The New York Times, the United Nations, and the rest of the American Left have it all wrong in their reaction to the nascent relief efforts for victims of the Asian tsunami. As John Podhoretz points out in his current column for the New York Post,, "The political and ideological exploitation of perhaps the worst natural disaster in all our lifetimes is almost beyond belief — were it not for the fact that nothing these days is beyond belief. Even as tears spring into the most hard-hearted person's eyes at both the unimaginable scope of the tragedy and at the wrenching individual stories of loss, opinion leaders just can't help themselves. They are using this cataclysm as little more than cheap debate fodder about the nature and character of the United States, its president and its citizens."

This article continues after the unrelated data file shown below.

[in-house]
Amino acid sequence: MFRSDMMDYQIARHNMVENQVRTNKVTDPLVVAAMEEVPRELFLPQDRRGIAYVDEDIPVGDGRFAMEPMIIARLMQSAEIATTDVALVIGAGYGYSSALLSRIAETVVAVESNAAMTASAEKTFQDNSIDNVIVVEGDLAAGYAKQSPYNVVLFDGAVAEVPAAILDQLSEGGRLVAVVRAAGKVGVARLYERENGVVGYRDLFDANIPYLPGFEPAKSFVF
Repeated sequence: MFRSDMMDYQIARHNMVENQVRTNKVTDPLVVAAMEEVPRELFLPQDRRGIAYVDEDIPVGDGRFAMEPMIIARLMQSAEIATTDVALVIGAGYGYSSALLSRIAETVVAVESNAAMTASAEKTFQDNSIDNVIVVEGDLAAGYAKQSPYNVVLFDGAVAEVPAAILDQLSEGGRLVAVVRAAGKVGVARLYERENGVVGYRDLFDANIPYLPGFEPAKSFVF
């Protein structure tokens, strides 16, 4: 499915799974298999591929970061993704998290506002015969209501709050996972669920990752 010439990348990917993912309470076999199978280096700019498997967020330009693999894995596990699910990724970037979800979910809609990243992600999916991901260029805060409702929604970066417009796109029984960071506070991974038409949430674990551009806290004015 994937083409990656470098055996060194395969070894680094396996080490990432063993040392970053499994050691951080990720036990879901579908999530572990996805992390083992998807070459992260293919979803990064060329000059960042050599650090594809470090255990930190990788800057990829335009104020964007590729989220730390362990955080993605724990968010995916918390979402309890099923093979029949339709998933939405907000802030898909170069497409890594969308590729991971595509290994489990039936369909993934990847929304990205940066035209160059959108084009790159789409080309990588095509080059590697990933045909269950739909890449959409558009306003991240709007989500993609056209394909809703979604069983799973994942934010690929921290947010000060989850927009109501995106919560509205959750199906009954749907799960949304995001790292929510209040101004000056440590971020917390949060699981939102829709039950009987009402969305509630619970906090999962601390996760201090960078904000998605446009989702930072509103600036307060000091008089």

Podhoretz agrees that the U.S. foreign aid policy is a fit matter for debate, but he correctly points out that this is not the time for such an argument, as the disaster is not about the United States but about its multitude of victims. Absolutely. Moreover, the Left, led by the NYT, the UN, and certain vile European heads of state, are attempting to shift the issue from disaster relief to development aid, which is a different matter entirely.
Podhoretz does not mention, but should have, that the United States has always led the world in private giving, by far, and I am sure that this situation will be no different. To pretend that the United States will not do enough for disaster victims because the president is a Republican and conservative is perfectly absurd.
In my view, the U.S. (and European) Left's treatment of this issue has been disgraceful: the most cynical and brazenly opportunistic political behavior I have seen in a very long time. It is they who have brought shame on us in this matter.